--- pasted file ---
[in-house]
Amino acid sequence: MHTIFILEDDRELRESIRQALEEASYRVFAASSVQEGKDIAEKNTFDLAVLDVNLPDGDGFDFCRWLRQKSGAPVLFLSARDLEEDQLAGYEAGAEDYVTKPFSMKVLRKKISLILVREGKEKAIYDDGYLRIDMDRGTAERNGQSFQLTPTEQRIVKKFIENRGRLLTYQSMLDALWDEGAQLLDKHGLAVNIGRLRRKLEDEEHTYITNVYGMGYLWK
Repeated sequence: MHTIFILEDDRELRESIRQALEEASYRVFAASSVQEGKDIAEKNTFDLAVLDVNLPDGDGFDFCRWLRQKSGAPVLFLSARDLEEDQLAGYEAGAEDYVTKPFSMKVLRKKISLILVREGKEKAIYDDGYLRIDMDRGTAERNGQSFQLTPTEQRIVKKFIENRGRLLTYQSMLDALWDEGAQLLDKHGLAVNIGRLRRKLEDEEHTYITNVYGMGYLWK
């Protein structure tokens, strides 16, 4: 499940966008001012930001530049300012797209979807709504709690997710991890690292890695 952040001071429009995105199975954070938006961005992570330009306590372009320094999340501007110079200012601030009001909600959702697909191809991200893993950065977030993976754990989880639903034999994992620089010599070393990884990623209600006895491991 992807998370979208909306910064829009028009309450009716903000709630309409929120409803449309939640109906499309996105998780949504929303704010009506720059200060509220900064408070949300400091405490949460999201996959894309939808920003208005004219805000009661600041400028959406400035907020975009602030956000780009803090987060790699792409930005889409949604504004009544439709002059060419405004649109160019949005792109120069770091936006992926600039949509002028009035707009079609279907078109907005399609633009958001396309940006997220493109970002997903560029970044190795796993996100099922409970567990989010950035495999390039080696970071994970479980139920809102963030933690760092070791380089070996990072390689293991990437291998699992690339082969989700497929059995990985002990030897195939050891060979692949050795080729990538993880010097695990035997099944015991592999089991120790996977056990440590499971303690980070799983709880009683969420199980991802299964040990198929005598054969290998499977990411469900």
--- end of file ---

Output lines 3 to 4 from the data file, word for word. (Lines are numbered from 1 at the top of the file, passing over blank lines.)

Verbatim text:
Repeated sequence: MHTIFILEDDRELRESIRQALEEASYRVFAASSVQEGKDIAEKNTFDLAVLDVNLPDGDGFDFCRWLRQKSGAPVLFLSARDLEEDQLAGYEAGAEDYVTKPFSMKVLRKKISLILVREGKEKAIYDDGYLRIDMDRGTAERNGQSFQLTPTEQRIVKKFIENRGRLLTYQSMLDALWDEGAQLLDKHGLAVNIGRLRRKLEDEEHTYITNVYGMGYLWK
């Protein structure tokens, strides 16, 4: 499940966008001012930001530049300012797209979807709504709690997710991890690292890695 952040001071429009995105199975954070938006961005992570330009306590372009320094999340501007110079200012601030009001909600959702697909191809991200893993950065977030993976754990989880639903034999994992620089010599070393990884990623209600006895491991 992807998370979208909306910064829009028009309450009716903000709630309409929120409803449309939640109906499309996105998780949504929303704010009506720059200060509220900064408070949300400091405490949460999201996959894309939808920003208005004219805000009661600041400028959406400035907020975009602030956000780009803090987060790699792409930005889409949604504004009544439709002059060419405004649109160019949005792109120069770091936006992926600039949509002028009035707009079609279907078109907005399609633009958001396309940006997220493109970002997903560029970044190795796993996100099922409970567990989010950035495999390039080696970071994970479980139920809102963030933690760092070791380089070996990072390689293991990437291998699992690339082969989700497929059995990985002990030897195939050891060979692949050795080729990538993880010097695990035997099944015991592999089991120790996977056990440590499971303690980070799983709880009683969420199980991802299964040990198929005598054969290998499977990411469900």